Step 2: Emphasize creative problem solving
Creative problem solving is a sought-after skill. With this skill, tomorrow’s workforce will be less impacted by automation, putting these young workers in greater demand. One recent trend saw engineering graduates more in-demand than traditional MBA students — these businesses wanted creative problem solvers who could think and thrive outside of the box.
An increasing number of schools and businesses are beginning to respond to these evolving demands. Business schools are offering design-thinking courses, companies are encouraging creative problem-solving strategies, and short-term, high impact events such as hackathons and creative jams are popping up around the globe.
If your business isn’t there, it’s essential to start understanding and embracing this creativity-first paradigm — as young professionals enter the workforce this will the “new normal” in terms of thinking and problem solving.
Step 3: Embrace a mindset shift
Using design thinking and creative problem solving are essential to success going forward — but these shifts can’t and won’t happen overnight.
Globally, just 41 percent of professionals consider themselves “creative,” and 31 percent feel they’re living up to their creative potential. To effectively and efficiently leverage these creativity-first best practices, business leaders, marketers, and other key stakeholders need to overcome pervasive one-dimensional thoughts surrounding creativity.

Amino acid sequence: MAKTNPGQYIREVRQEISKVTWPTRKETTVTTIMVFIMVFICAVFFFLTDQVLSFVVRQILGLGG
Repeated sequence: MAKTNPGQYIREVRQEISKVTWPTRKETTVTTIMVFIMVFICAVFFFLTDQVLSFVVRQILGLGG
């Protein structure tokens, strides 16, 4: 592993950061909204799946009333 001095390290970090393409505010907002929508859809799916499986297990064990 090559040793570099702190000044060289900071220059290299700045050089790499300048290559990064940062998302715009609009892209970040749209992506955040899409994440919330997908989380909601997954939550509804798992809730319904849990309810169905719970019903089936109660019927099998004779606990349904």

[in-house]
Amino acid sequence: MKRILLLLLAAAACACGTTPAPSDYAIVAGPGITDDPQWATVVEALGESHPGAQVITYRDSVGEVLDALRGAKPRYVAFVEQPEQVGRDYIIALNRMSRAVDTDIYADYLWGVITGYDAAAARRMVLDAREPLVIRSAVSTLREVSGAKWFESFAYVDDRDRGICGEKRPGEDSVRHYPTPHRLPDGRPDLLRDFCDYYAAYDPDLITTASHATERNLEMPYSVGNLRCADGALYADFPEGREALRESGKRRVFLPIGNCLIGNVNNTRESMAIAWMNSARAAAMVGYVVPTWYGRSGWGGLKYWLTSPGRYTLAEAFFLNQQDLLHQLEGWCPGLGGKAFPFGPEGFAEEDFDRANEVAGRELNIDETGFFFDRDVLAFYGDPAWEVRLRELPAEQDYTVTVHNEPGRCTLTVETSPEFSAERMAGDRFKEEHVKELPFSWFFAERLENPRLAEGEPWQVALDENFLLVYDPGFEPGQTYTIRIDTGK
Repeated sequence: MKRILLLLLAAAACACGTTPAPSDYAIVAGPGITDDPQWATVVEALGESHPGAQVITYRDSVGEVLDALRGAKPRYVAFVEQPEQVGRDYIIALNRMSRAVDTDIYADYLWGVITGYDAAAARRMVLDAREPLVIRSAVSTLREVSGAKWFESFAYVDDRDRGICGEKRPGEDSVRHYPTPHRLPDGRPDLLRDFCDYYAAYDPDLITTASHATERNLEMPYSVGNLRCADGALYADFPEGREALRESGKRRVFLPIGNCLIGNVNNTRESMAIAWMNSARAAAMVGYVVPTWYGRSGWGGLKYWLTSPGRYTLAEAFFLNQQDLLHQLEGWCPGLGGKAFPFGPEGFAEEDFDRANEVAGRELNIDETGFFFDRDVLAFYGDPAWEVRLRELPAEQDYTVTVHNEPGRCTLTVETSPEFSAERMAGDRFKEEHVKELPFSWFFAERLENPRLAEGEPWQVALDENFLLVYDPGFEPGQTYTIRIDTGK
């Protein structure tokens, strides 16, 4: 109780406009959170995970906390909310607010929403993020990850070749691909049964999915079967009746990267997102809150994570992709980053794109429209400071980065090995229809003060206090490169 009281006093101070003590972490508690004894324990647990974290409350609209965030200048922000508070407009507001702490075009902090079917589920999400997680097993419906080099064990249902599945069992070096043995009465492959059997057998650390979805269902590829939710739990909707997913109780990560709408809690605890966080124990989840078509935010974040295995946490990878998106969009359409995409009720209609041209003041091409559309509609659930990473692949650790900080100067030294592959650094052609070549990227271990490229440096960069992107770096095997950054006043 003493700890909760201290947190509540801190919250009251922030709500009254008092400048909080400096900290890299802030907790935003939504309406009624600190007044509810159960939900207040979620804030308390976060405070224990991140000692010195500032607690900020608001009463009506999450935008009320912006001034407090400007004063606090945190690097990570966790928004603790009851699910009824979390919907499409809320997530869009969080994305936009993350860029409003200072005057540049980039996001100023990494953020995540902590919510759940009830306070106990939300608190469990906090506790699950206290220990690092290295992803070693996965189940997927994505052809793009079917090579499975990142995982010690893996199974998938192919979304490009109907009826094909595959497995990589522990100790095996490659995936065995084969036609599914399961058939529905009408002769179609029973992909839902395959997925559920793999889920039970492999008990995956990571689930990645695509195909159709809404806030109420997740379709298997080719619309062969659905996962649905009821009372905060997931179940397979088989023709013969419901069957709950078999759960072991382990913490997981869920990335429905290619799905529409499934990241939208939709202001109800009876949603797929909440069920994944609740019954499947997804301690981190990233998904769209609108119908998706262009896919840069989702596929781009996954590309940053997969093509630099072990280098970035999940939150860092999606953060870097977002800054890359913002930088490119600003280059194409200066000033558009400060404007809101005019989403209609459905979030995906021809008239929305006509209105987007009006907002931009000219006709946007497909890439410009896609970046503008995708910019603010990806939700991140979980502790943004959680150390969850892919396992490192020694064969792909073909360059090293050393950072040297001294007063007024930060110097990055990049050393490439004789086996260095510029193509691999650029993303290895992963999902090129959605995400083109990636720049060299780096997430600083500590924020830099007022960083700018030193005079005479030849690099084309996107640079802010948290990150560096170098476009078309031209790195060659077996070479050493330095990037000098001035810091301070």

Right now, just 39 percent of global professionals consider themselves “creative,” and 75 percent say they’re under pressure to be productive instead of creative at work. To effectively and efficiently leverage these creativity-first best practices, business leaders, marketers, and other key stakeholders need to overcome pervasive one-dimensional thoughts surrounding creativity.
Beyond that, though, companies need to integrate automation, artificial intelligence (AI), and machine learning to free up more time to create. Unlike traditional views of technology-versus-creativity, today’s technologies won’t stifle the creative process. Instead, technology can help facilitate creation through design thinking and creative problem solving, giving businesses a major competitive advantage.
It’s a critical mindset shift given this critical time for businesses. Today “creativity” anchors meaningful best practices that touch every corner of an enterprise. Today, “creativity” means more than just art, design, and content development. It has expanded to encompass business practice and process.
In the modern business landscape “creativity” involves new ways to think about old problems, plus customer-led POVs that help companies grow and evolve. By diving into design thinking and creative problem solving now, organizations can better deliver dynamic, customer-first experiences today while preparing for the future of work — a future dominated by creative thinkers, doers, and problem solvers, trained to be agile, customer-first, and deeply design centric.
Learn more about creative business practices in Asia Pacific in Adobe’s latest study, “The Business Impact of Investing in Experience.”